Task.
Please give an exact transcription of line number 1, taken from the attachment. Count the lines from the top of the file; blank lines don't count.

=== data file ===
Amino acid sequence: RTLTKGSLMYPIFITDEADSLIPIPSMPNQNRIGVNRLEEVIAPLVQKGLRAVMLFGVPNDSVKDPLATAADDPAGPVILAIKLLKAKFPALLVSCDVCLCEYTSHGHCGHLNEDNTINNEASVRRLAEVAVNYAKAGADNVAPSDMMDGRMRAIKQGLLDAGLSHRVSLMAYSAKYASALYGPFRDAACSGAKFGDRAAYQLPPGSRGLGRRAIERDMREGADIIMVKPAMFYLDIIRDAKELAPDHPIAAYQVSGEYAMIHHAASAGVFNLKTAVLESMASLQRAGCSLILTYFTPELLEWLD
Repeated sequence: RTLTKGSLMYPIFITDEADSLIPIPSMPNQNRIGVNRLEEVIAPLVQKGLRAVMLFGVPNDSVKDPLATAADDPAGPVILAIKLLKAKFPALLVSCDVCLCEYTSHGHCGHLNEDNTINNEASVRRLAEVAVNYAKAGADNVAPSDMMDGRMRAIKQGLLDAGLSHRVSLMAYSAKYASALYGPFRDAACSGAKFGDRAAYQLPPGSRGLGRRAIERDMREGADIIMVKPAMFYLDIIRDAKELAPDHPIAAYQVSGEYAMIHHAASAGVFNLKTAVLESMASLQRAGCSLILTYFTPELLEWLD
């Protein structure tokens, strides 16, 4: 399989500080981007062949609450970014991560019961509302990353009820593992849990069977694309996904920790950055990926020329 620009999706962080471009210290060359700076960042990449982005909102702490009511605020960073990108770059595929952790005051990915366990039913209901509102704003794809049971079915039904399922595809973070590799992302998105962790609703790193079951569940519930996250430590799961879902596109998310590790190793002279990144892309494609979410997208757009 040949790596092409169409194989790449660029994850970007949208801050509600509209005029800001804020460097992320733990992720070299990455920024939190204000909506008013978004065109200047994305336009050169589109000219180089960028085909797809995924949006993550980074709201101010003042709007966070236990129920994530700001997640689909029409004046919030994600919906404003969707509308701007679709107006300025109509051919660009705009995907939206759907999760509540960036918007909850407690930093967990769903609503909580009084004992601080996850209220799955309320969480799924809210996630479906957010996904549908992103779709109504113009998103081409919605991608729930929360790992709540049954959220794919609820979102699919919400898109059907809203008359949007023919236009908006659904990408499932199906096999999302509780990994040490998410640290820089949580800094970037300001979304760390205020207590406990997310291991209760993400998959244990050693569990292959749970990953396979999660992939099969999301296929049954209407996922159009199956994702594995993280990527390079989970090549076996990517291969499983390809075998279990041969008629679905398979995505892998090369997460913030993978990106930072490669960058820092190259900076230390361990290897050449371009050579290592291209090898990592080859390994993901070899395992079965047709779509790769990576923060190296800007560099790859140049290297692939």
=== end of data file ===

Amino acid sequence: RTLTKGSLMYPIFITDEADSLIPIPSMPNQNRIGVNRLEEVIAPLVQKGLRAVMLFGVPNDSVKDPLATAADDPAGPVILAIKLLKAKFPALLVSCDVCLCEYTSHGHCGHLNEDNTINNEASVRRLAEVAVNYAKAGADNVAPSDMMDGRMRAIKQGLLDAGLSHRVSLMAYSAKYASALYGPFRDAACSGAKFGDRAAYQLPPGSRGLGRRAIERDMREGADIIMVKPAMFYLDIIRDAKELAPDHPIAAYQVSGEYAMIHHAASAGVFNLKTAVLESMASLQRAGCSLILTYFTPELLEWLD